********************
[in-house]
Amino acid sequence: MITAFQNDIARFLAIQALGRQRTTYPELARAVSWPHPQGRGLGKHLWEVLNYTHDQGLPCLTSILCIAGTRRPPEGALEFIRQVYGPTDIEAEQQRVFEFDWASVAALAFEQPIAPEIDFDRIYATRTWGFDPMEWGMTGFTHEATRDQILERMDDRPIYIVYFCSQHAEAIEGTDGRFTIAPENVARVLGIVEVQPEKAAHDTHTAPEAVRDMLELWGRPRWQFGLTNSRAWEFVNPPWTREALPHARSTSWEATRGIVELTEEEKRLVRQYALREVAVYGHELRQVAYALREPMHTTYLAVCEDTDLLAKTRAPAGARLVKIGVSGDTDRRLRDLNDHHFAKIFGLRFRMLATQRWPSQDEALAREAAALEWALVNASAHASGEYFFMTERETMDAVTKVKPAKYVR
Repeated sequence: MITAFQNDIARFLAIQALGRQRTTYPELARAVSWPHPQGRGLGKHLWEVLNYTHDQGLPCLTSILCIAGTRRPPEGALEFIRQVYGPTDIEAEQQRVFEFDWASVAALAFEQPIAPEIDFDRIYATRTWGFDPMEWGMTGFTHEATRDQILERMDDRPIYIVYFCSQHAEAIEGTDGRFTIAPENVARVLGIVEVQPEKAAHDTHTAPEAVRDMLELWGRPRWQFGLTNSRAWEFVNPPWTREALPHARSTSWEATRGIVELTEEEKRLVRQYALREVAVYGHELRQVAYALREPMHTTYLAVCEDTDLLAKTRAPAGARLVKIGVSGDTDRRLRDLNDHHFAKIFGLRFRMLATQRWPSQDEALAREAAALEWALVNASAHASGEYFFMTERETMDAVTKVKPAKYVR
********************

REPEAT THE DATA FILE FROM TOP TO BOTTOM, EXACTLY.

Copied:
[in-house]
Amino acid sequence: MITAFQNDIARFLAIQALGRQRTTYPELARAVSWPHPQGRGLGKHLWEVLNYTHDQGLPCLTSILCIAGTRRPPEGALEFIRQVYGPTDIEAEQQRVFEFDWASVAALAFEQPIAPEIDFDRIYATRTWGFDPMEWGMTGFTHEATRDQILERMDDRPIYIVYFCSQHAEAIEGTDGRFTIAPENVARVLGIVEVQPEKAAHDTHTAPEAVRDMLELWGRPRWQFGLTNSRAWEFVNPPWTREALPHARSTSWEATRGIVELTEEEKRLVRQYALREVAVYGHELRQVAYALREPMHTTYLAVCEDTDLLAKTRAPAGARLVKIGVSGDTDRRLRDLNDHHFAKIFGLRFRMLATQRWPSQDEALAREAAALEWALVNASAHASGEYFFMTERETMDAVTKVKPAKYVR
Repeated sequence: MITAFQNDIARFLAIQALGRQRTTYPELARAVSWPHPQGRGLGKHLWEVLNYTHDQGLPCLTSILCIAGTRRPPEGALEFIRQVYGPTDIEAEQQRVFEFDWASVAALAFEQPIAPEIDFDRIYATRTWGFDPMEWGMTGFTHEATRDQILERMDDRPIYIVYFCSQHAEAIEGTDGRFTIAPENVARVLGIVEVQPEKAAHDTHTAPEAVRDMLELWGRPRWQFGLTNSRAWEFVNPPWTREALPHARSTSWEATRGIVELTEEEKRLVRQYALREVAVYGHELRQVAYALREPMHTTYLAVCEDTDLLAKTRAPAGARLVKIGVSGDTDRRLRDLNDHHFAKIFGLRFRMLATQRWPSQDEALAREAAALEWALVNASAHASGEYFFMTERETMDAVTKVKPAKYVR